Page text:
Brussels rules out US-style bailout


Insisting that the banking situation in Europe is less dire, EU officials say they are advocating tougher regulations, but not debt relief.

“If there is a need for stricter financial regulations worldwide and in Europe in particular, a rescue plan like the one in the United States is not necessary at this stage,” said last Wednesday (24 September) EU officials to MEPs. Recent events in the financial sector are heavily affecting the economy, as they are “on a scale that exceeds anything we have seen in our lifetime”, admits Joaquin Almunia, European Commissioner for Economic Affairs of the EU.

However, referring to the recent decision by the United States to buy 700 billion dollars (476 billion euros) in the bad debts of banks and other financial institutions, he underlined that “the situation we are facing in Europe is less serious and the Member States [of the European Union] do not consider at this stage that a plan like that of the United States is necessary”.

“We are talking about a plan from the United States, adapted to the situation in the United States, the country from which, it must be remembered, the crisis began and where the financial sector was most seriously affected. “, points out the European commissioner.

Also speaking in Parliament, Jean-Pierre Jouyet of France, Secretary of State for European Affairs, whose country currently holds the six-month rotating presidency of the EU, aligned himself with the same position, saying that the European financial system is “still stable and does not need this kind of measure”.

They both insisted, however, that this does not mean that more regulation is not needed, as bank opacity is one of the factors behind a “dramatic drop in confidence”. ” on the stairs.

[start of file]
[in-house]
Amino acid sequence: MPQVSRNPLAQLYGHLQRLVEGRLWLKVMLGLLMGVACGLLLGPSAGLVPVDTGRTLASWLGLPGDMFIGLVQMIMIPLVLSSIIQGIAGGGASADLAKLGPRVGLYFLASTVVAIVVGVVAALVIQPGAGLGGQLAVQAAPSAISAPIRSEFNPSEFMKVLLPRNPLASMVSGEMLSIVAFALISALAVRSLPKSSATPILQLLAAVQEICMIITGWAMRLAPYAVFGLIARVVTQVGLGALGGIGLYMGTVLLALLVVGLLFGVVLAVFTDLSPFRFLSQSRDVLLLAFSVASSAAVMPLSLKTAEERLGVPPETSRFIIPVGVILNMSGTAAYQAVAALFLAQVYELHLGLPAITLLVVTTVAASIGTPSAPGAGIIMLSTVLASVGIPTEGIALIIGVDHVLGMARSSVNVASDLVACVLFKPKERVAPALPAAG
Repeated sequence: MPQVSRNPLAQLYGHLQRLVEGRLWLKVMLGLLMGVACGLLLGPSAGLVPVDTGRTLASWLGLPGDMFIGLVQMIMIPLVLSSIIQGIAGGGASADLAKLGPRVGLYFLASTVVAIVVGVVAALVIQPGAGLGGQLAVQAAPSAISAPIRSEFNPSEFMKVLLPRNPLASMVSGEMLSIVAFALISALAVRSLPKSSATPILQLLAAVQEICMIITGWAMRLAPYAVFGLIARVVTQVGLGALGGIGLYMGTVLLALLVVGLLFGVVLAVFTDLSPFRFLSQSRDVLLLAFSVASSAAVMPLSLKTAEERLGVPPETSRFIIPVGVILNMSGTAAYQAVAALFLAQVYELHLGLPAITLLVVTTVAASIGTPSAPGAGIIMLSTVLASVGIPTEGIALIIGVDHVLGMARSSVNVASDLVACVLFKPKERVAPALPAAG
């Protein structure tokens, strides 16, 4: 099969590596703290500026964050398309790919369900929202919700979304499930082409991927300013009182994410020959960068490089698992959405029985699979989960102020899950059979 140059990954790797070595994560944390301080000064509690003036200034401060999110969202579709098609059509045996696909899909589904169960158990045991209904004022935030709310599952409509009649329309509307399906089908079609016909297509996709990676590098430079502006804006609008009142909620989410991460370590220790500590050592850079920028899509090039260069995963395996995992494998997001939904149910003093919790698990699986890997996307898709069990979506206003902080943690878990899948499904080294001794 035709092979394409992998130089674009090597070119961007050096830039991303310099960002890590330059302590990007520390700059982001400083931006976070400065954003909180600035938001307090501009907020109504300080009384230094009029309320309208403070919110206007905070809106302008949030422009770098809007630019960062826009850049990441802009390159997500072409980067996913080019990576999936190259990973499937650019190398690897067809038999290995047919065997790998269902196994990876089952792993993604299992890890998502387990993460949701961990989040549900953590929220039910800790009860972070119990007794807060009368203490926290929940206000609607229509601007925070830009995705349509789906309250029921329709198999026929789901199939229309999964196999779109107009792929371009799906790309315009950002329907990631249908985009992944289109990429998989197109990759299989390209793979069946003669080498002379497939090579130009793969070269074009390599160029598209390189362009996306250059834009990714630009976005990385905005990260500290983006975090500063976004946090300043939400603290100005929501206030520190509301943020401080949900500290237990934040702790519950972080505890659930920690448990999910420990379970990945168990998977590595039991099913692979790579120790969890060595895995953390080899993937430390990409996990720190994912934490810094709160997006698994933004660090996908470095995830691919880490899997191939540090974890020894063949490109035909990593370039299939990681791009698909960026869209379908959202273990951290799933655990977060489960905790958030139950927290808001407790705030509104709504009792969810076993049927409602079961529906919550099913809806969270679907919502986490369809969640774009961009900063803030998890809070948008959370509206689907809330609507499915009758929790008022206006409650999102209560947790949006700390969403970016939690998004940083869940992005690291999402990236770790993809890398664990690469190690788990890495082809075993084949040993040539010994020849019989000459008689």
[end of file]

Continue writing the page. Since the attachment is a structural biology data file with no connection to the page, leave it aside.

“This laissez-faire will not benefit anyone. It is too late for that. We now need to look at the extent of the risks, the power of regulators and the type of intervention,” Jouyet said.

For his part, Almunia underlined that following the latest events in the financial markets, “the current model of regulation and supervision must be overhauled”. BRUSSELS MUST TAKE ACTION
The debate in Parliament took place one day in barely after MEPs asked the European Commission to present legislative proposals aimed at improving the regulation of the financial sector, particularly targeting hedge funds and private equity firms.

Charlie McCreevy, EU Commissioner responsible for the European Union’s Internal Market, rejected the proposals last Monday, saying no additional regulation is needed for the funds.

But last Wednesday, Almunia said EU leaders will present new rules for the banking sector next month, in particular on how many banks are allowed to hold reserves, and how regulators must act when there is a risk of bankruptcy for a bank.

It will discuss a proposed law on the supervision of credit rating agencies, which have been criticized during the crisis for not having alerted investors to certain risks and for having listed risky debt in the category of investments sure.

Alumnia also said it would tackle the issue of executive compensation: “We need to think about the compensation system for executives [and] CEOs,” he said, adding that the subject will be examined at the next meeting of EU finance ministers.

Some MEPs remained skeptical and said that so far the actions taken by Brussels have not been convincing. “It’s been more than a year since the financial crisis began [and] there is still no regulation,” says Pervenche Beresle, French Socialist MP, giving credit rating agencies as an example.

“A problem arises when governments don’t trust each other to tighten financial regulation and when the Commission falls short,” she told reporters later.
For his part, Jouyet stressed that the Commission must be able to act quickly. “We need to restore trust and reassure people. »

“We must have things to propose for the session [EU summit] next October 15,” he added.

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